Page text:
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Glossary

Euro-Commercial Paper (ECP)

Category — Bond Types
Eurocommercial paper (ECP) is a form of unsecured short-term loan which is issued by a bank or corporation on the international money market. ECP are classified into secured and unsecured securities. Issuers most often issue these debt securities due to lower interest rates. Also, issuers prefer to receive financing with the lowest possible transaction costs for the issue, respectively, eurocommercial papers become a good source of financing.

Main characteristics of Eurocommercial papers:
• Eurocommercial papers are mainly issued in the form of discounted securities, but there are also interest-bearing securities in the form of promissory notes.
• The maturity of ECP varies from several days to one year. The most common circulation period is of 182 days.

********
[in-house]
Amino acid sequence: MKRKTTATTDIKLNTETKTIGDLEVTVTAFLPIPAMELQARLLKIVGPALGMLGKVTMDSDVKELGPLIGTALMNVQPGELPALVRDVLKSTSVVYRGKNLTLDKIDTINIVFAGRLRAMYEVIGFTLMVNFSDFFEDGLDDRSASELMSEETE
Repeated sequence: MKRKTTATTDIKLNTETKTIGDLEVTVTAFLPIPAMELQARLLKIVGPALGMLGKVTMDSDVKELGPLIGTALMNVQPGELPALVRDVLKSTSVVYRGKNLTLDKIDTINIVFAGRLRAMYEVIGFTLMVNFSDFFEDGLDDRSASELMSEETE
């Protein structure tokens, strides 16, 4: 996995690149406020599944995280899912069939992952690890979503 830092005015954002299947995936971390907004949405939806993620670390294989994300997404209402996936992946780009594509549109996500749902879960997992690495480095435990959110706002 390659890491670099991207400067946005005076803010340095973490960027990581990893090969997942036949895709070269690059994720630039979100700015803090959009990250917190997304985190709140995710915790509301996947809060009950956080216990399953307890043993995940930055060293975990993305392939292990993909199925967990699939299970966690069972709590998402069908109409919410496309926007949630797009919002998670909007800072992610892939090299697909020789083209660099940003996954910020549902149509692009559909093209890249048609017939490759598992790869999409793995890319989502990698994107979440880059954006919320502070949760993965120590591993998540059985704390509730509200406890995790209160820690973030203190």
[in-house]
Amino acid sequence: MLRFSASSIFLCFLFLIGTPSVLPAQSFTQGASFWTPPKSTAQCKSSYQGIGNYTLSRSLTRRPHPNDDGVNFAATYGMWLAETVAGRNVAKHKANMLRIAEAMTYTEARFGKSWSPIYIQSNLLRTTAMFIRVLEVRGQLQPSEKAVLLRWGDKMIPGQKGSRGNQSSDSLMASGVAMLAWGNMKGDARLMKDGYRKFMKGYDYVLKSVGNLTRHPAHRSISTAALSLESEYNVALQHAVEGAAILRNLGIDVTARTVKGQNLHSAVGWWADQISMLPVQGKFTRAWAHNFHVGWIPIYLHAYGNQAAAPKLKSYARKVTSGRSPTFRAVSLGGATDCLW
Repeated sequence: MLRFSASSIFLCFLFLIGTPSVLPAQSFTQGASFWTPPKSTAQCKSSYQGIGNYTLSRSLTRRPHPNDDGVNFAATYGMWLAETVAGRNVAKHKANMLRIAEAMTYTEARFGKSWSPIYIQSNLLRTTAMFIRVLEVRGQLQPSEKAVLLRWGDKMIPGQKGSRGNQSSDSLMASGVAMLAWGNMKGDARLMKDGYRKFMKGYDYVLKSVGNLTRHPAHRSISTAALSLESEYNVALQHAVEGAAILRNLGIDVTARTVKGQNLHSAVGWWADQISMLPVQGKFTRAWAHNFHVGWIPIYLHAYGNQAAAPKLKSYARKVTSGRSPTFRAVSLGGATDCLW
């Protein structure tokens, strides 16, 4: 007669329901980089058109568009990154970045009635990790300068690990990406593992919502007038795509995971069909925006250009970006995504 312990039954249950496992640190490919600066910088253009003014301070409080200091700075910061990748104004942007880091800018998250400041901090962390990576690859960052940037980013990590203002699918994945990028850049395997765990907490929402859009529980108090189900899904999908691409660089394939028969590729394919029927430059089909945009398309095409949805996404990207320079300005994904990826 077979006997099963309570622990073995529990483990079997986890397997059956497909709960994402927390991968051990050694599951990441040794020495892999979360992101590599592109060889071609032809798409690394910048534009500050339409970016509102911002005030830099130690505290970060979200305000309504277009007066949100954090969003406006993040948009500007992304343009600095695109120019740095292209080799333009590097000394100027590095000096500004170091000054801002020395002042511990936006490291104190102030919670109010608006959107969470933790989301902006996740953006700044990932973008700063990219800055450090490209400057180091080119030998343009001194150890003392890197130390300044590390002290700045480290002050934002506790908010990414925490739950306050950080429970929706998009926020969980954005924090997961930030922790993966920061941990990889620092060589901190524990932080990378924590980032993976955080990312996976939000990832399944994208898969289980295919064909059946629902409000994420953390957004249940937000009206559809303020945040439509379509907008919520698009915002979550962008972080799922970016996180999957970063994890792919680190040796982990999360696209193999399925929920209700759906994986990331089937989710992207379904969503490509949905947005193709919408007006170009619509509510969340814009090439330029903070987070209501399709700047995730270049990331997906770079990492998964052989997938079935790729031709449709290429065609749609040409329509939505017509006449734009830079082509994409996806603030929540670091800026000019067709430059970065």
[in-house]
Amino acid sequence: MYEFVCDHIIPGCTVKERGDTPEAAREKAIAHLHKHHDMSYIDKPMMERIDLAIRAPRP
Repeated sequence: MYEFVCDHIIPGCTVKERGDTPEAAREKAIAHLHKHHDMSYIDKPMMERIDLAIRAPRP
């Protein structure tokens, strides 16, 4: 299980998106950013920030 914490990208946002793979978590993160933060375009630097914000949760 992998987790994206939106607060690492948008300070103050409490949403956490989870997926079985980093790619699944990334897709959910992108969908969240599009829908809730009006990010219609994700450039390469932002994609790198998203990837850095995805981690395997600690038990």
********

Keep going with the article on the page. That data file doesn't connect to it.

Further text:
• The minimum trading lot for ECP is usually $ 500,000. Due to this lot size, institutional investors play the main role in the ECP market, who have access to these securities in the secondary market.

The main positive aspects of Eurocommercial papers for the issuer:
• Eurocommercial paper is a flexible alternative to short-term financing without collateral requirement.
• It’s a cheaper and therefore attractive source of funding.
• The interest rate on Euro-commercial securities is slightly higher than the market rate.
• ECPs are traded on the secondary market.
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